By Trey Mongrue
That’s all it took to derail Jarell Martin’s freshman season at LSU. He remembers it well, too.
“We were in transition going down on a fast break,” Martin recalls. “I was going up for a dunk, but got pushed in the back and landed on my ankle wrong.”
In the grand scheme of things, the minor high ankle sprain that Martin suffered in LSU basketball’s season opener at Massachusetts last year was a mere blip more than anything.
He would return just ten days later, missing only two games. But it definitely put a damper on a season that began with such optimism for LSU – mainly because of what Martin was projected to become sooner, rather than later.
“It was a real disappointment for me,” he said. “Not knowing if I would be playing at the beginning of the season, it hurt me a lot.”
Even with the tipoff the tipoff for the 2014-15 season now less than a month away, Martin’s setback last season is still fresh in the mind of LSU coach Johnny Jones as well.
His plan for Martin was for him to contribute big minutes at both the small forward and power forward positions. However, the early injury threw a wrench into those plans.
“Coming back he wasn’t 100 percent,” said Jones. “It took him awhile, and for him, I have to commend him because as a freshman, he had to learn two positions that were really opposite. He was really able to pass that test, and I thought he really became one of our best players at the end of the season.”
In hindsight, it would have been too much of a fairy tale for Martin to throw down a thunderous dunk that early in his first collegiate game of his career. After all, coming from a successful four years full of accolades and individual honors at Madison Prep, Martin entered LSU as the crown jewel of the 2013 recruiting class.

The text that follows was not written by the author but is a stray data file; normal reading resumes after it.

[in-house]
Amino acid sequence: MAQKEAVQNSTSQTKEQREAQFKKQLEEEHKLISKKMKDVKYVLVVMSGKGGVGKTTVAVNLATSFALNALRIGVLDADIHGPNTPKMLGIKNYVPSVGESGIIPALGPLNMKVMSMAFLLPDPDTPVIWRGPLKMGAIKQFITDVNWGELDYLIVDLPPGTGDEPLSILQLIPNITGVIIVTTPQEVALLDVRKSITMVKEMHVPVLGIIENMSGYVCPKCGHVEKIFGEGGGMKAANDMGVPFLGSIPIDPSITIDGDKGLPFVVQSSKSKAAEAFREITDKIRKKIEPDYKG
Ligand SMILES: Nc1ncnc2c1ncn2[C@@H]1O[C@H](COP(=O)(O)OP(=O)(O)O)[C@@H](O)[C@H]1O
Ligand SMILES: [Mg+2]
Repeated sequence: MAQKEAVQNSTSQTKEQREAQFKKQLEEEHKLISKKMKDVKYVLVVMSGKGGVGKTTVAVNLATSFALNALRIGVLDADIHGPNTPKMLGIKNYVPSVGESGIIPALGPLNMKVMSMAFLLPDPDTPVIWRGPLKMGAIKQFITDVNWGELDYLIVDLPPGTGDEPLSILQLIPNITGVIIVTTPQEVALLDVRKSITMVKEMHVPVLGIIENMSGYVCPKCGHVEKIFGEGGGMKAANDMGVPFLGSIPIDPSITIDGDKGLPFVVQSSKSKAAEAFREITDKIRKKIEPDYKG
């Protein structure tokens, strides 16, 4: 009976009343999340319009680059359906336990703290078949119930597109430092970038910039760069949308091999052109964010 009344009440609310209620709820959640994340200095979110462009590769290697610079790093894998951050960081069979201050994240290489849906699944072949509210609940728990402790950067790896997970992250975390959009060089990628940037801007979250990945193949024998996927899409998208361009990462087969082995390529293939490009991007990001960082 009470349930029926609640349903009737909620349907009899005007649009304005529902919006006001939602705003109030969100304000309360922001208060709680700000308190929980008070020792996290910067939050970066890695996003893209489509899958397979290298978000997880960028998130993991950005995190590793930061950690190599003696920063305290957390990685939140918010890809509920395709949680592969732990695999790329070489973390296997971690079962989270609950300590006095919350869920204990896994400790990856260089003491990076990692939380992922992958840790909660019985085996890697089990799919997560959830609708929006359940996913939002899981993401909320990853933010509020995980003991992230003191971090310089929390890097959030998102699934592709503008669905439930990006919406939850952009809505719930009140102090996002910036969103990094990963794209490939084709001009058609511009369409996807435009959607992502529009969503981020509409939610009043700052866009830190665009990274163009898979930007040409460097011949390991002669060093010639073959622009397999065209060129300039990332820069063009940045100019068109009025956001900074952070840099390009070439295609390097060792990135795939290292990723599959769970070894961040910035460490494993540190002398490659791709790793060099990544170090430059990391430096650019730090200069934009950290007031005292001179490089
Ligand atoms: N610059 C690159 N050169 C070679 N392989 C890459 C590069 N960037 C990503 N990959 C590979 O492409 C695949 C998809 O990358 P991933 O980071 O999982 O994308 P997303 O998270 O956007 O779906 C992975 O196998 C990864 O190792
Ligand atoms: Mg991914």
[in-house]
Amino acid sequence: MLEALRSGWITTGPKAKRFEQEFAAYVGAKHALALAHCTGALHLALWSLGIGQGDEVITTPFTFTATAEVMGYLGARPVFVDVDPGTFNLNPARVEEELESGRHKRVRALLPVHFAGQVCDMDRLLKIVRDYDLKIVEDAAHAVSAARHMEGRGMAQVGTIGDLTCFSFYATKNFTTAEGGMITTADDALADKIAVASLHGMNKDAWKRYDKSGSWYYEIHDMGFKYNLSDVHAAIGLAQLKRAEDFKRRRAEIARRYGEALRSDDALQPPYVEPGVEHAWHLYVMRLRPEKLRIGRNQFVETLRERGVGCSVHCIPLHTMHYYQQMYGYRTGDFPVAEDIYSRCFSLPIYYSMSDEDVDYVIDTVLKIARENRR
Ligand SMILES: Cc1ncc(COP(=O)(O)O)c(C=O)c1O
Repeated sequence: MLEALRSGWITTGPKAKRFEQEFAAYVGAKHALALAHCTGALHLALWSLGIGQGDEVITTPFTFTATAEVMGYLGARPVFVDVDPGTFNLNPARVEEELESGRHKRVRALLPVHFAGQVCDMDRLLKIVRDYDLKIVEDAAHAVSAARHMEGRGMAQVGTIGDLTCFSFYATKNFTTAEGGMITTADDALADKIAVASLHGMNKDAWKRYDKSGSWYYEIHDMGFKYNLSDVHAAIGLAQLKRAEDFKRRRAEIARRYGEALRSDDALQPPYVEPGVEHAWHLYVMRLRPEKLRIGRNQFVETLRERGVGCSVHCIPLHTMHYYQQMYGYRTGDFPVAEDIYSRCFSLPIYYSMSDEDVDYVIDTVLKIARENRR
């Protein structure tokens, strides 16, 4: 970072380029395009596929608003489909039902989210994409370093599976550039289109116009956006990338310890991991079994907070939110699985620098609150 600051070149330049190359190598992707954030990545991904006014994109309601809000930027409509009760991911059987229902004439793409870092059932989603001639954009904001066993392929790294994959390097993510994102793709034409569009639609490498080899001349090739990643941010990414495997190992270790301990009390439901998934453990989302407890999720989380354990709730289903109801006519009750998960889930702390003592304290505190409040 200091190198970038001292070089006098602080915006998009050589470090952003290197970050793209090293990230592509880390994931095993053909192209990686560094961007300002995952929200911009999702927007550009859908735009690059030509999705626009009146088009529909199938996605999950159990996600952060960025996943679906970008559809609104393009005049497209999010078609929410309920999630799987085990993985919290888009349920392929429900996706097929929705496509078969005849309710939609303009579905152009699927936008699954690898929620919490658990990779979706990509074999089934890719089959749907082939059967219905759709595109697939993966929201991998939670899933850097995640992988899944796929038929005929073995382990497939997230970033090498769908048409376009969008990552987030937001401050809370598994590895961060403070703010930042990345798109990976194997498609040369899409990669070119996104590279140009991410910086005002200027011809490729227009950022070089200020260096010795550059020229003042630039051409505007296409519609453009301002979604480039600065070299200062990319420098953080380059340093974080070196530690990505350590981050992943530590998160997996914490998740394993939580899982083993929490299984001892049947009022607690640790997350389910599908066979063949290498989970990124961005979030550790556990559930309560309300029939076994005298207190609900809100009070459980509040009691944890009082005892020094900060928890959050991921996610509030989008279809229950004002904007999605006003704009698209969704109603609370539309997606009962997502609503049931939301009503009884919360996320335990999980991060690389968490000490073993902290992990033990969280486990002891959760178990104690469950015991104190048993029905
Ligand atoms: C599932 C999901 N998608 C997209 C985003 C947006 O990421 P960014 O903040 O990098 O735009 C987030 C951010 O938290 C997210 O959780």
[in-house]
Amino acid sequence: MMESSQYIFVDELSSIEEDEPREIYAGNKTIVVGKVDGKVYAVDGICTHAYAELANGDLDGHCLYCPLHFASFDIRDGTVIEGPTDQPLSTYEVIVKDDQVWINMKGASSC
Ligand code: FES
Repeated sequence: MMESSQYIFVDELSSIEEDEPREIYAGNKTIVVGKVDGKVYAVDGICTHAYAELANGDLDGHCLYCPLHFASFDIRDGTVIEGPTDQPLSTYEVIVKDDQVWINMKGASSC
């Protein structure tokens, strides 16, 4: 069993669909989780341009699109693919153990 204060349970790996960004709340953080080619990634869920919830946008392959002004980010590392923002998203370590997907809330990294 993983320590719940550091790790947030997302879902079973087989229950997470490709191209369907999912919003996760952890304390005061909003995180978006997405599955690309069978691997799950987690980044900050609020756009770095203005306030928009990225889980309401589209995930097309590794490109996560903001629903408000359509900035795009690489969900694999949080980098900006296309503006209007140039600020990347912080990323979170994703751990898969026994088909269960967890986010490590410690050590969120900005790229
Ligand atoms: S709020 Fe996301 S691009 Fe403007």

And if anything has been learned about LSU basketball in recent years, a program searching for its first NCAA Tournament berth since 2009, it’s that happy endings are hard to come by.
But in ironic fashion, considering how much fanfare went along with his arrival, Martin closed out his freshman year on a solid, but kind of quiet, note. He notched double-figures in points in 11 of LSU’s final 15 games and was named to the Southeastern Conference All-Freshman Team.
After working on some things in the offseason, he thinks he’s much improved.
“I’m attacking the rim pretty hard and knocking down wide open shots,” said Martin. “Overall, I feel like every aspect of my game has improved.
And with veterans like Johnny O’Bryant III, Andre Stringer and Shavon Coleman departed, one of those aspects that Martin has improved on is becoming the leader of a team, that all of the sudden is lacking experience.
“I’m one of the higher guys and leaders,” he explained. “I know that I can create something for this team. The coaches and players believe that I can do it.”
Just ask freshman Aaron Epps who, because he has been playing a lot of small forward in practice, has become particularly close with Martin.
“He leads vocally and on the court,” Epps said. “He hustles on every play and is just at a very high level. I want to get to that level so I’m learning from him and he has really helped me get used to playing here.”
Whether it has been assuming the team leadership role, changing his eating habits to drop 15 pounds this offseason to increase his speed or spending extra time on the practice courts to work on his jump shot, it’s clear that Martin has one thing on his mind.
He wants to win and win a lot.
But considering how last season began for him, Martin may be a little leery of LSU’s opener with Gardner-Webb on November 15th.
If he gets past the first the first 33 seconds of that one, though, then the rest of the country better look out.
“I believe in myself and I believe in my team,” he said. “I led my team to a state championship in high school and I definitely think that I can lead this team to somewhere good as well. So it’s important that I stay healthy this time.”